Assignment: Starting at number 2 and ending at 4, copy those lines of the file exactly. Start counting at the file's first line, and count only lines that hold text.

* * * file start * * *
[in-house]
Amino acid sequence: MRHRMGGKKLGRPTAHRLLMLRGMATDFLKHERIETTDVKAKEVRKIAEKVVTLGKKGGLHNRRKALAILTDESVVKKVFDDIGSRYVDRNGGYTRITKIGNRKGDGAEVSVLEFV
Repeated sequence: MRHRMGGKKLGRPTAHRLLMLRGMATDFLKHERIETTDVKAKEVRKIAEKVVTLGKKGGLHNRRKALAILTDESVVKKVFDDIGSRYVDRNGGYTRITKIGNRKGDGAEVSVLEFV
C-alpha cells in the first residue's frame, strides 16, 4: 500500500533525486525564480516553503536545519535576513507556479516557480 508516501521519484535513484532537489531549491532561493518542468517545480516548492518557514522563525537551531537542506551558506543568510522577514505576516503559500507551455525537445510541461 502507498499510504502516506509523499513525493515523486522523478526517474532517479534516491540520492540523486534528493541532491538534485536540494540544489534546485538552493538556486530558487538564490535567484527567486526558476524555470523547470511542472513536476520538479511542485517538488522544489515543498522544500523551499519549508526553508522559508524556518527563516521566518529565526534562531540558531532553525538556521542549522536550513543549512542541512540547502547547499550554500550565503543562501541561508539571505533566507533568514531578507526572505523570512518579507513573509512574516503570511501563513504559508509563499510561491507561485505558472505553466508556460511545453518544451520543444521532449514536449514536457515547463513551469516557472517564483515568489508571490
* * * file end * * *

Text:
Amino acid sequence: MRHRMGGKKLGRPTAHRLLMLRGMATDFLKHERIETTDVKAKEVRKIAEKVVTLGKKGGLHNRRKALAILTDESVVKKVFDDIGSRYVDRNGGYTRITKIGNRKGDGAEVSVLEFV
Repeated sequence: MRHRMGGKKLGRPTAHRLLMLRGMATDFLKHERIETTDVKAKEVRKIAEKVVTLGKKGGLHNRRKALAILTDESVVKKVFDDIGSRYVDRNGGYTRITKIGNRKGDGAEVSVLEFV
C-alpha cells in the first residue's frame, strides 16, 4: 500500500533525486525564480516553503536545519535576513507556479516557480 508516501521519484535513484532537489531549491532561493518542468517545480516548492518557514522563525537551531537542506551558506543568510522577514505576516503559500507551455525537445510541461 502507498499510504502516506509523499513525493515523486522523478526517474532517479534516491540520492540523486534528493541532491538534485536540494540544489534546485538552493538556486530558487538564490535567484527567486526558476524555470523547470511542472513536476520538479511542485517538488522544489515543498522544500523551499519549508526553508522559508524556518527563516521566518529565526534562531540558531532553525538556521542549522536550513543549512542541512540547502547547499550554500550565503543562501541561508539571505533566507533568514531578507526572505523570512518579507513573509512574516503570511501563513504559508509563499510561491507561485505558472505553466508556460511545453518544451520543444521532449514536449514536457515547463513551469516557472517564483515568489508571490